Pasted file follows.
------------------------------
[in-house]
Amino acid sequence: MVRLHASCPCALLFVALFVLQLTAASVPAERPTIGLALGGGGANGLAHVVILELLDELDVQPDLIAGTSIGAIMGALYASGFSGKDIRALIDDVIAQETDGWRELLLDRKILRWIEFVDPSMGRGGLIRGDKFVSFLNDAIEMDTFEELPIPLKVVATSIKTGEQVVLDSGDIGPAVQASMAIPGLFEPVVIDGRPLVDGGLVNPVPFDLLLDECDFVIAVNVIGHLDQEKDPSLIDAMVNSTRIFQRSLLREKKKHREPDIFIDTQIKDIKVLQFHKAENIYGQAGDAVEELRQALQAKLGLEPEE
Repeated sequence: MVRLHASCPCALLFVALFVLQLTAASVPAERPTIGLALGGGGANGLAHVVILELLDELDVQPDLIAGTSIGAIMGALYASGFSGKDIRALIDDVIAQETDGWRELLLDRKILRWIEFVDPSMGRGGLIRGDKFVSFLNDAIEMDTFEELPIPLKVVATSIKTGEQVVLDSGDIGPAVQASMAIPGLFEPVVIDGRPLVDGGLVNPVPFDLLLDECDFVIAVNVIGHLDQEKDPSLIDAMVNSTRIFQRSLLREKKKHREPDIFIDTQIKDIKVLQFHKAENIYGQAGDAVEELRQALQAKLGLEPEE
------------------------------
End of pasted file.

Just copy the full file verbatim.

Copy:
[in-house]
Amino acid sequence: MVRLHASCPCALLFVALFVLQLTAASVPAERPTIGLALGGGGANGLAHVVILELLDELDVQPDLIAGTSIGAIMGALYASGFSGKDIRALIDDVIAQETDGWRELLLDRKILRWIEFVDPSMGRGGLIRGDKFVSFLNDAIEMDTFEELPIPLKVVATSIKTGEQVVLDSGDIGPAVQASMAIPGLFEPVVIDGRPLVDGGLVNPVPFDLLLDECDFVIAVNVIGHLDQEKDPSLIDAMVNSTRIFQRSLLREKKKHREPDIFIDTQIKDIKVLQFHKAENIYGQAGDAVEELRQALQAKLGLEPEE
Repeated sequence: MVRLHASCPCALLFVALFVLQLTAASVPAERPTIGLALGGGGANGLAHVVILELLDELDVQPDLIAGTSIGAIMGALYASGFSGKDIRALIDDVIAQETDGWRELLLDRKILRWIEFVDPSMGRGGLIRGDKFVSFLNDAIEMDTFEELPIPLKVVATSIKTGEQVVLDSGDIGPAVQASMAIPGLFEPVVIDGRPLVDGGLVNPVPFDLLLDECDFVIAVNVIGHLDQEKDPSLIDAMVNSTRIFQRSLLREKKKHREPDIFIDTQIKDIKVLQFHKAENIYGQAGDAVEELRQALQAKLGLEPEE